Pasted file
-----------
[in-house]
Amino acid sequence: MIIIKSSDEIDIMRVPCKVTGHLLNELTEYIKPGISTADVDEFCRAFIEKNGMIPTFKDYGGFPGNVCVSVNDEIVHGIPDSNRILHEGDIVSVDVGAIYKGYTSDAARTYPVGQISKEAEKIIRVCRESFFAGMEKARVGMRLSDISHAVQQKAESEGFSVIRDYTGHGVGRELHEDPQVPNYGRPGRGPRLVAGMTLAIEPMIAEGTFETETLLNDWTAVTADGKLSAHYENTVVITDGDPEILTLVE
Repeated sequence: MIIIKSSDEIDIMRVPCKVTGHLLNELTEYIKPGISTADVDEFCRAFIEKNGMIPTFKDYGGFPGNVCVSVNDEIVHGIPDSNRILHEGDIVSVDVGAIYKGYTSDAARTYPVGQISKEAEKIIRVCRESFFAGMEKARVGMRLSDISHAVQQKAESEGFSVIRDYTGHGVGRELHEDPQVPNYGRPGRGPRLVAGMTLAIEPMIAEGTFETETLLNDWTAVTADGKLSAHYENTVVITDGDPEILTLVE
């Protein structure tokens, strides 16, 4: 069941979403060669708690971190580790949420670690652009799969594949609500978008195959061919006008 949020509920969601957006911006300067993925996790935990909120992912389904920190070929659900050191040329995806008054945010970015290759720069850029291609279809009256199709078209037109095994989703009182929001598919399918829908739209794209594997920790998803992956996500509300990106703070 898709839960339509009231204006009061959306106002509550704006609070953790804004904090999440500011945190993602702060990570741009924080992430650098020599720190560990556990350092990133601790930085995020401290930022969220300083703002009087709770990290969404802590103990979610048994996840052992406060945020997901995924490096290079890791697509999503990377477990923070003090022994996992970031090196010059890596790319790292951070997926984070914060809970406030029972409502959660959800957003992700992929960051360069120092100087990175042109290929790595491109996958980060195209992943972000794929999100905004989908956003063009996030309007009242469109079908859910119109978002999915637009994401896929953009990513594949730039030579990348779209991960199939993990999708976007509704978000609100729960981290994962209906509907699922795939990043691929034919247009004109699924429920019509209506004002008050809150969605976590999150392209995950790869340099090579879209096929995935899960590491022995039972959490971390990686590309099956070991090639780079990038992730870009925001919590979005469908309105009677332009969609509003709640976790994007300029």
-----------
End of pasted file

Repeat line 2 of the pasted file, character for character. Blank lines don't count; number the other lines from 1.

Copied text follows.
Amino acid sequence: MIIIKSSDEIDIMRVPCKVTGHLLNELTEYIKPGISTADVDEFCRAFIEKNGMIPTFKDYGGFPGNVCVSVNDEIVHGIPDSNRILHEGDIVSVDVGAIYKGYTSDAARTYPVGQISKEAEKIIRVCRESFFAGMEKARVGMRLSDISHAVQQKAESEGFSVIRDYTGHGVGRELHEDPQVPNYGRPGRGPRLVAGMTLAIEPMIAEGTFETETLLNDWTAVTADGKLSAHYENTVVITDGDPEILTLVE